Friday 19 October 2018

Defining freedom

The actor, Michael Caine, came in for some criticism yesterday for saying, in relation to the EU, that he would prefer to be poor and free than rich and enslaved.  As plenty of others were quick to point out, it’s fairly easy for a multimillionaire to say that when the real pain of impoverishment will be borne by someone else.  That is, though, a bit of an ad hominem attack; it seems to me that his basic point, namely that there is sometimes a trade-off between freedom and wealth is a valid one.  The point might be better made by someone with a few more financial worries, but the idea is a sound one.
Not everyone will draw the line in the same place; our individual personal circumstances inevitably affect our choices.  A well-fed slave might look at a free but hungry beggar and decide that he’s better off where he is, for instance, although that doesn’t necessarily mean that he supports slavery as a sound basis for an economy.  ‘Enslavement’ is also relative; a Marxist might argue that the relationship between capital and labour is such that all workers are, in effect, slaves, even if they haven’t yet realised the fact.
And it’s that question of defining what ‘freedom’ and ‘slavery’ mean that is my real issue with what Caine said.  For any state in the modern world, what does ‘freedom’ actually mean?  Clearly, when one country or state uses military power to over-run another and govern that second country in the interests of the first, that second country has lost its freedom in a very real sense.  But if those same two countries negotiate as equals to take certain decisions jointly, they remain independent sovereign countries.  Part of the problem with Brexit from the outset has been that some have been unable to distinguish between those two scenarios, whilst others have been deliberately unwilling to do so.
The result of that inability or unwillingness is that ‘taking back control’ has become a slogan of those who believe that the state in which they happen to reside should have the absolute right to make all its own laws in all fields; and such unthinking absolutism has taken hold in a substantial part of public opinion.  One of the aspects of this is the assumption that a particular state which exists today is the natural, God-given, order of things.  The fact that that state only exists as a direct result of historic military conquest which did indeed directly extinguish the freedom of other countries or states (even the unification of England is down to this process, let alone the addition of Wales, Scotland and part of Ireland) is conveniently ignored.  It’s as though the passage of an unspecified and undefinable period of time validates conquest, and only joint decision-making through agreement is inimical to ‘national freedom’.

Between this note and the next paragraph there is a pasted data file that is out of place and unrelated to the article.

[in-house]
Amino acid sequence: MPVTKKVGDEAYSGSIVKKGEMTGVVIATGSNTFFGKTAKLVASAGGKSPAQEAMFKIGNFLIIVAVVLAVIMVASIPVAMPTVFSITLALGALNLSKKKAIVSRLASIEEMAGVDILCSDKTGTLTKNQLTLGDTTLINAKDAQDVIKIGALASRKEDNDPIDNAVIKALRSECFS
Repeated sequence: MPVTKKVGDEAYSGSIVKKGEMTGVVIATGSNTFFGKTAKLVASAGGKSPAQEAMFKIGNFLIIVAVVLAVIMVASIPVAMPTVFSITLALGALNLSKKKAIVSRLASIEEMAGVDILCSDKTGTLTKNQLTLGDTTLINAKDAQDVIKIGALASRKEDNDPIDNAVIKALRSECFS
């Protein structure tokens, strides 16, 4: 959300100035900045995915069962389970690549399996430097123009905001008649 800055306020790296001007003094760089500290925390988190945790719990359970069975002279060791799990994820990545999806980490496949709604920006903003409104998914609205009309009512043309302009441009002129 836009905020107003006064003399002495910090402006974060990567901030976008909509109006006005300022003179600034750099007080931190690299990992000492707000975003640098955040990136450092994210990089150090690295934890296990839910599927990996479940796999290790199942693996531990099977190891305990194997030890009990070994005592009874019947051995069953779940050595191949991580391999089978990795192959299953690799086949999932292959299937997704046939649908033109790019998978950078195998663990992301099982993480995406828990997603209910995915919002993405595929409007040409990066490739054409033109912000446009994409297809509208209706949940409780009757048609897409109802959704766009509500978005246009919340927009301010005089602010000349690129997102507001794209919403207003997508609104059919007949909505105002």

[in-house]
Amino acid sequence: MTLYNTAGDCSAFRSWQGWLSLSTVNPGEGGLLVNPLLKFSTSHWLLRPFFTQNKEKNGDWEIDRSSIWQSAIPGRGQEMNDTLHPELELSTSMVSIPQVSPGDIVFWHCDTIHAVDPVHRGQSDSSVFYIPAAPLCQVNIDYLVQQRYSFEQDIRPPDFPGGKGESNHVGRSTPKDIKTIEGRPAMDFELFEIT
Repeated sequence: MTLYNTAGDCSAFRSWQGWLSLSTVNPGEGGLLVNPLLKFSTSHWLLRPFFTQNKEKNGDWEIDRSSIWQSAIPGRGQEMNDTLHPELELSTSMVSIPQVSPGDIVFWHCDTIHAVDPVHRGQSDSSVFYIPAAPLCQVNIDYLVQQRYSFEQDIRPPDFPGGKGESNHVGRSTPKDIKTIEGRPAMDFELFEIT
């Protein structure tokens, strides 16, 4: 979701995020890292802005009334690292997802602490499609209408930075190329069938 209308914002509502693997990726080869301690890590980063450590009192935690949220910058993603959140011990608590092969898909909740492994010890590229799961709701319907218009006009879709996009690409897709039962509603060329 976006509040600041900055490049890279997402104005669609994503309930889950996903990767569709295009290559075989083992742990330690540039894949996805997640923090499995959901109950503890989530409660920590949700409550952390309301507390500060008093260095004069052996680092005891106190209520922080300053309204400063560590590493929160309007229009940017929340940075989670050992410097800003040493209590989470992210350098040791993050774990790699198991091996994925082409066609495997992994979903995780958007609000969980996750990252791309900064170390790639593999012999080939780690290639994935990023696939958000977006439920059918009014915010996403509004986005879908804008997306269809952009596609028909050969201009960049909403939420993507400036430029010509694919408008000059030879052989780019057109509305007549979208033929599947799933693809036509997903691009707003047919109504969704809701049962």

I can agree in principle that freedom is something for which it is worth paying a price (although each of us will draw our own lines about how much freedom and how big a price), but for me there is more ‘freedom’ to be had by Wales having the right to join as an equal with other European nations in taking some decisions jointly than there will ever be in being subsumed in a larger state which insists on the absolute right to take all decisions in the centre and share sovereignty with no-one.


Anonymous said...

Aren't you conveniently forgetting that at no time were the people of Wales granted any 'human rights' until such a time as England subsumed the territory.

In other words, in a free Wales the Welsh were enslaved. In a subsumed Wales the Welsh found freedom.

I shall watch Adam Price negotiate this historical hurdle with great interest.

John Dixon said...

I don't think that I'm "conveniently forgetting" anything; I just don't recognise your entirely fictional version of history.